the sounds of Dutch

(I think it works. Maybe.)

A while back, Ted’s parents told us that some of his relatives were interested in hearing what the Dutch language sounds like. I’m trying something new here, which is both a technical and a linguistic challenge. The link below is a sound file of me reading the summary of our latest Dutch lesson. This lesson taught us the past perfect tense (which is apparently what Dutch speakers most often use even where English speakers use the simple past tense). Verbs are given a ge- prefix, which can make them even harder to pronounce. So if this works, what you are hearing is me trying to pronounce Dutch. I make no claims as to whether it’s what the words in question are actually supposed to sound like. (Also, don’t be surprised if it takes me a few tries to get the audio file working properly.)

Here’s the original:

Het is sondagavond. Het weekend is al weer voorbij. Karin Koenen belt haar vriendin Carolien Vogel om te kletsen over het weekend. Karin is gisteren met haar moeder naar de stad geweest. Ze hebben gezellig met z’n tweeën gewinkeld. Karin heeft een gat in haar hand maar toch heeft ze niets gekocht: haar moeder heeft een jas gekocht en Kaarin heeft schoenen gekregen. Ze hebben ook nog koffie gedronken bij cafe Bommel. Heel tovallig is Carolien daar zaterdag ook geweest. Zij heeft s’morgens eerst de krant gelezen. Daarna heeft ze getennist en nog iets gedronken in cafe Bommel. Op weg nar huis heeft Karin boodschappen gedaan want s’avonds had ze een etentje thuis. Haar collega Jeff Wilson en zijn vrouw Alice hebben bij haar gegeten. Ze heeft een visschotel met gebakken aardappelen en salade gemaakt. Het was lekker én gezellig. Carolien heeft een heel sportief weekend gehad. Tennissen, skeeleren in het Vondelpark en wandelen met haar zus en haar nichtje. Dan moet Karin plotseling ophangen want ze krijgt nog een andere lijn. Dat is Henk.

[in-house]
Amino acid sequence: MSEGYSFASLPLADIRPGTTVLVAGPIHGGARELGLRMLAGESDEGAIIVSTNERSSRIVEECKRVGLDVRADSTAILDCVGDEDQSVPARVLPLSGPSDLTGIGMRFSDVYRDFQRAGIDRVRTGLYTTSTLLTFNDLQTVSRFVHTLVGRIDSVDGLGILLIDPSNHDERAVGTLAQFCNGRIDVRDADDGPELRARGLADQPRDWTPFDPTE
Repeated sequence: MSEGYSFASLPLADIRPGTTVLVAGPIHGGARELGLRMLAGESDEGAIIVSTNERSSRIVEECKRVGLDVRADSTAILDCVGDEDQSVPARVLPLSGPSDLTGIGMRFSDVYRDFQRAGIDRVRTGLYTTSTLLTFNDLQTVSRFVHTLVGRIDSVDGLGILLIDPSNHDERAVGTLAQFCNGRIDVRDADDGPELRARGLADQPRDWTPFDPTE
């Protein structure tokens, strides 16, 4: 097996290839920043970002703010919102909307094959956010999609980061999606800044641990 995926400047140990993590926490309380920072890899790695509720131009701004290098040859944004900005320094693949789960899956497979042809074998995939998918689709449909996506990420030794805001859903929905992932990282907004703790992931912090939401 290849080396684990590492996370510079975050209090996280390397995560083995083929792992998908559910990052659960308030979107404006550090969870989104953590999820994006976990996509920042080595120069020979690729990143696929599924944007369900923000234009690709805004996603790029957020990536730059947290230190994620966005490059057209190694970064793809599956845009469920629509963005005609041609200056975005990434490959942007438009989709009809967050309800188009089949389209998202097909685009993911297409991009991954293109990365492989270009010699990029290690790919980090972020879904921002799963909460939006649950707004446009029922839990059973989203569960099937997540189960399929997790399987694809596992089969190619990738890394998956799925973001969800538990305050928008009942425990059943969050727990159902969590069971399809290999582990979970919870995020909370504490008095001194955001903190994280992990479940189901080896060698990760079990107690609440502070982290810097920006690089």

And a translation – I’ll put it in grammatic English, rather than try to translatie word-for-word:

It is Sunday evening. The weekend is nearly over. Karin Koenen calls her friend Carlien Vogel to chat about their weekends. Karin went to the city with her mother yesterday. The two of them had a pleasant time shopping together. Karin has a hole in her hand (that is, can’t hold on to money) but didn’t buy anything. Her mother bought a coat for herself and got Karin a pair of shoes. They also drank some coffie at Cafe Bommel. Coincidentally, Carolien was also there on Saterday. First, she read the newspaper that morning. Then she played tennis and had something to drink at Cafe Bommel. On the way home (from shopping) Karin did her grocery shopping, because she had company for dinner that evening. Her colleague Jeff Wilson and his wife Alice ate with her. She made a fish dish with fried potatoes and salad. It was delicious, and a cozy evening. Meanwhile, Carolien had a sporty weekend. Tennis, rollerblading in Vondel Park and walking with her sister and niece. Then Karin has to hang up, because Hank calls on another line.

One Response to “the sounds of Dutch”

  1. Grada Says:

    Heel goed! Brava!
    adn your pronunciation is not bad at all, for someone who has been in the Netherlands for such a short time!

    The audio file opened itself sweetly in the mail you sent; I had no problem whatsoever!
    Grada

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